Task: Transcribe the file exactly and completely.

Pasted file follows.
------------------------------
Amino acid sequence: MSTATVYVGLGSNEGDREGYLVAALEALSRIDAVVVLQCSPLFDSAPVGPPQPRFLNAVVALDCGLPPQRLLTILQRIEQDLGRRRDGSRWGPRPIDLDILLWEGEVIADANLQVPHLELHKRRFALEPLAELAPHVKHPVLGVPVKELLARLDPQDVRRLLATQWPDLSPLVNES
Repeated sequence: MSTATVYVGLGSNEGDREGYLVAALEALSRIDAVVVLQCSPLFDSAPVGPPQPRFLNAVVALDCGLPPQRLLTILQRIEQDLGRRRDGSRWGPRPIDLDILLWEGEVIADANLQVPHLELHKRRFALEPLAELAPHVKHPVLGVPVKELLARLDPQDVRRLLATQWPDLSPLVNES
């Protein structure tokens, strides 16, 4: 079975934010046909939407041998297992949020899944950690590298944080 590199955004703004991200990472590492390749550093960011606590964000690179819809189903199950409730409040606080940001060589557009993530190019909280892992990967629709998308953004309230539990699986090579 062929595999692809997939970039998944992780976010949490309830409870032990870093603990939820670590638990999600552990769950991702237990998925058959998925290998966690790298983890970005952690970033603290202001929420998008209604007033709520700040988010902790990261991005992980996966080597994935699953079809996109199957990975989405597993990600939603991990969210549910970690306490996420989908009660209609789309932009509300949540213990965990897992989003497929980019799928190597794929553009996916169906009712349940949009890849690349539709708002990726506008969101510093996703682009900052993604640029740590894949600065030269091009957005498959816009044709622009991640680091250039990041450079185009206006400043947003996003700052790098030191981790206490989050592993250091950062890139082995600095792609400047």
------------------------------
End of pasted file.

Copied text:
Amino acid sequence: MSTATVYVGLGSNEGDREGYLVAALEALSRIDAVVVLQCSPLFDSAPVGPPQPRFLNAVVALDCGLPPQRLLTILQRIEQDLGRRRDGSRWGPRPIDLDILLWEGEVIADANLQVPHLELHKRRFALEPLAELAPHVKHPVLGVPVKELLARLDPQDVRRLLATQWPDLSPLVNES
Repeated sequence: MSTATVYVGLGSNEGDREGYLVAALEALSRIDAVVVLQCSPLFDSAPVGPPQPRFLNAVVALDCGLPPQRLLTILQRIEQDLGRRRDGSRWGPRPIDLDILLWEGEVIADANLQVPHLELHKRRFALEPLAELAPHVKHPVLGVPVKELLARLDPQDVRRLLATQWPDLSPLVNES
């Protein structure tokens, strides 16, 4: 079975934010046909939407041998297992949020899944950690590298944080 590199955004703004991200990472590492390749550093960011606590964000690179819809189903199950409730409040606080940001060589557009993530190019909280892992990967629709998308953004309230539990699986090579 062929595999692809997939970039998944992780976010949490309830409870032990870093603990939820670590638990999600552990769950991702237990998925058959998925290998966690790298983890970005952690970033603290202001929420998008209604007033709520700040988010902790990261991005992980996966080597994935699953079809996109199957990975989405597993990600939603991990969210549910970690306490996420989908009660209609789309932009509300949540213990965990897992989003497929980019799928190597794929553009996916169906009712349940949009890849690349539709708002990726506008969101510093996703682009900052993604640029740590894949600065030269091009957005498959816009044709622009991640680091250039990041450079185009206006400043947003996003700052790098030191981790206490989050592993250091950062890139082995600095792609400047």